The arrogance of power

Catching up with a week of feeds after a hectic few days, my eye was caught by John Naughton’s post in Memex 1.1 Inside the bunker, linking to the FT’s piece about life in Number 10 (and perfectly juxtaposed with Naughton’s subsequent post, Hitler: the remix. When will someone do the same for Gordon: I would, if I had the IT skill: the Lisbon Treaty, Henley, Wendy Alexander etc.).

Now, this morning, Willem Buiter’s post in his FT Maverecon blog, Manners matter – especially for powerful individuals and institutions. This is Buiter’s conclusion on the Treasury, so long the home and fiefdom of Gordon Brown,

Politicians and others in positions of power should be judged not only on the quality of the decisions they take and the choices they make, but also on the manners they display in their public and administrative roles.  The arrogance of power manifests itself in unnecessary brutality and cruelty – sometimes born of ignorance or indifference, sometimes deliberate – toward those whom it considers ‘disposable’.  As the most powerful government department, the Treasury displays contempt for and nastiness towards those whom it considers to be obstacles to the effective pursuit of its goals, more frequently and with greater intensity than other institutions.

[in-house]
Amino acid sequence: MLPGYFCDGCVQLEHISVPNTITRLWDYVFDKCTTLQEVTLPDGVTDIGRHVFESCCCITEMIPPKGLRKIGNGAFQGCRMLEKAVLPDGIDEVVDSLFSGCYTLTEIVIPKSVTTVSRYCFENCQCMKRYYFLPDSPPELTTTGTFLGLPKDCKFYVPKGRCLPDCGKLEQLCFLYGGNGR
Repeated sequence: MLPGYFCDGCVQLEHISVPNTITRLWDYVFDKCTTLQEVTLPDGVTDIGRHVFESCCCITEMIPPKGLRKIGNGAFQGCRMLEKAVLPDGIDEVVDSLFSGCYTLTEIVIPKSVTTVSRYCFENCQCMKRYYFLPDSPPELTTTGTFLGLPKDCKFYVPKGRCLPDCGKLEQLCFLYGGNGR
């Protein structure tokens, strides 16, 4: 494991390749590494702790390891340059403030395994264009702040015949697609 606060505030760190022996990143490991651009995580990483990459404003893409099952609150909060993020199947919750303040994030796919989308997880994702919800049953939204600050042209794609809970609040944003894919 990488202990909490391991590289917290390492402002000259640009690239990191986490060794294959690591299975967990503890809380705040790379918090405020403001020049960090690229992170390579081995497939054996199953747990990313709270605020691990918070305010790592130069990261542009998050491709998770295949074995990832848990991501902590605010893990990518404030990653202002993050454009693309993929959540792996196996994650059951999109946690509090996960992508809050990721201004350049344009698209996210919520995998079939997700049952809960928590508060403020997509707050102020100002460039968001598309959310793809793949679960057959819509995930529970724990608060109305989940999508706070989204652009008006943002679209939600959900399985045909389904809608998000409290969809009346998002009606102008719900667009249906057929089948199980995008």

Even when the goals of the Treasury are aligned with the public interest, there is no presumption that these ends will justify the means used to achieve them.  This is true even when these means are necessary; it is true a fortiori if the means are unnecessary ‘bad manners’ add-ons.

In practice, even the goals of the Treasury can be in conflict with the committed pursuit of the public interest.  They may represent no more than the opportunistic pursuit of party-political or other sectional interests.  To use gratuitous nastiness in the pursuit of the wrong objectives would be the nadir of public policy.  Regrettably we see this too often.

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